Donald V. Watkins
The Other Side of George C. Wallace
Updated: Jun 13, 2019
By Donald V. Watkins
©Copyrighted and Published on March 28, 2019
People have firmly held opinions about former Alabama Gov. George C. Wallace. So do I.
On March 26, 2019, I told the story of how George Wallace and my father (Dr. Levi Watkins, Sr.) worked together in April of 1965 to prevent the potential massacre of students, faculty, and staff members on the campus of Alabama State University. That story added more definition to who Wallace was as a human being and political leader.
There are other stories that shed a bright light on George Wallace’s true character. I will share a couple of them here.
Public School Desegregation in Montgomery
When the Montgomery public schools were first desegregated in 1964, they started with a handful of black students who integrated the first, 10th, 11th, and 12th grades. At the time, Wallace’s daughter, Peggy Sue, was attending Lanier High School, which was located a few blocks from the Governor’s Mansion.
Arlam Carr, Jr. was a named plaintiff in the Montgomery public school desegregation case, along with his parents. His father, Arlam Carr, Sr., and mother, Johnnie Carr, were longtime civil rights advocates in Montgomery. They were the only black parents in Montgomery who were willing to put their names on the lawsuit as plaintiffs. Arlam, who was 13-years-old when the suit was filed, was their only child.
Arlam attended the Alabama State University Laboratory School while his lawsuit was pending. Arlam's family caught pure hell from many whites in Montgomery for filing the case. Most people in the black community feared they would be killed for filing the desegregation lawsuit.
When U.S. District Court Judge Frank M. Johnson, Jr. ruled in Arlam’s favor, he was in the 9th grade at the Laboratory School. The first three black students desegregated Lanier High School in September of 1964. Lanier was the pride and joy of white Montgomery. Arlam had to wait a year before he could attend Lanier as a 10th grade student.
Gov. Wallace was aware that Arlam was an extremely controversial figure in Montgomery's white community. He was determined that nothing bad would happened to Arlam when he entered Lanier in September of 1965.
Wallace made sure that Arlam was placed in the same class with Peggy Sue because she had state trooper protection at all times. The troopers who protected Peggy Sue were instructed to protect Arlam, as well.
Arlam gave those of us who remained at the Laboratory School daily reports of his treatment at Lanier. He was one brave teenager. Arlam graduated from Lanier in 1968. He attended college at the University of Texas at El Paso. Arlam died from throat cancer in 2013 at the age of 62.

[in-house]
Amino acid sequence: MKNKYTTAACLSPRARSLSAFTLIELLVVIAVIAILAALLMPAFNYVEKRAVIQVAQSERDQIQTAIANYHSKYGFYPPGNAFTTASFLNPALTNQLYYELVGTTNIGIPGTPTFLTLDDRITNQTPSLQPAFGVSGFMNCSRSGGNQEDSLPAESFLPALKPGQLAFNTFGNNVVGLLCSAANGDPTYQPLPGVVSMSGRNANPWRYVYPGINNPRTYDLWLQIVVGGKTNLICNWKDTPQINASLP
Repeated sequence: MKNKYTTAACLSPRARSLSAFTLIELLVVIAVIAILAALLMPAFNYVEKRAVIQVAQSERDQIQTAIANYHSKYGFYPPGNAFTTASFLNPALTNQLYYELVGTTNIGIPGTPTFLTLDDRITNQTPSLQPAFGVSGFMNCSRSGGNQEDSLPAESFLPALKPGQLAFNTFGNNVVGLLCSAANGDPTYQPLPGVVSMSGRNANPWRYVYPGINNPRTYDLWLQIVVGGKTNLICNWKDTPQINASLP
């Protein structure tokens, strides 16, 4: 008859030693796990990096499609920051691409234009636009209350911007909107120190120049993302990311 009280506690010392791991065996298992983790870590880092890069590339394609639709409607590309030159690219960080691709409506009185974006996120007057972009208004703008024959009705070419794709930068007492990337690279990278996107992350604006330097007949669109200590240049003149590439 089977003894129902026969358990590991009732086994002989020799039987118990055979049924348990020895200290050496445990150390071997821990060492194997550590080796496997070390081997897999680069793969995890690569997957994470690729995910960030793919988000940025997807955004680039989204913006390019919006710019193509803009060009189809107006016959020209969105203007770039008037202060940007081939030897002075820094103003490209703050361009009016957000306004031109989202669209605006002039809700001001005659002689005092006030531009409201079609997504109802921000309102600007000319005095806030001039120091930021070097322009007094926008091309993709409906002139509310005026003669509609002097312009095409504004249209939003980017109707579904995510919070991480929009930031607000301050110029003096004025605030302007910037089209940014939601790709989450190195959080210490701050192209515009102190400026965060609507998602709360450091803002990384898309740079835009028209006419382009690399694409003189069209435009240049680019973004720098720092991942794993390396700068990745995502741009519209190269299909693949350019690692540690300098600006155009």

I have always found it fascinating that Wallace, who defiantly stood in the "school house door" at The University of Alabama in 1963 to block the admission of James Hood and Vivian Malone as students, would privately make sure in 1965 that Arlam Carr, Jr. had the same trooper protection as his daughter.
Furthermore, Wallace sent his son George to Lanier while the high school was taking in more black students. George graduated from Lanier in 1970.
Looking back at it today, George Wallace made a conscious decision to keep his children in the Montgomery public school system during the toughest times in the school desegregation era. He did not use Peggy Sue or George to lead a political movement aimed at steering white students toward the many all-white private “Christian” academies that sprang up in the South during the 1960s.
The Pardon for Scottsboro Boy Clarence Norris
Clarence Norris was one of nine "Scottsboro Boys" who were arrested in 1931 in Paint Rock, Alabama and falsely accused of raping two white women. Norris was tried, convicted, and sentenced to death in Alabama's electric chair three times. The U.S. Supreme Court saved his life each time.
Norris decided to pursue his quest for a pardon in 1972. He was living as a fugitive under an alias in New York. I was still in law school at the time.
In 1974, the NAACP asked me to represent Norris in his quest for a pardon. I had studied the Scottsboro Boys' landmark cases in law school and my parents told us about the case when I was a child, but I never thought one of the Scottsboro Boys was still alive.
My early attempts to get a pardon for Norris were met with massive resistance from the Alabama Pardons and Paroles Board, and the case quickly reached an impasse. I then approached Attorney Milton C. Davis, a friend of mine from Tuskegee who worked as an Assistant Attorney General in Alabama Attorney General Bill Baxley's office. I asked Milton for his help. He quickly arranged a meeting between Baxley and me. Milton also convinced Baxley to assign him to research the evidence and court records in the case for the Attorney General's office.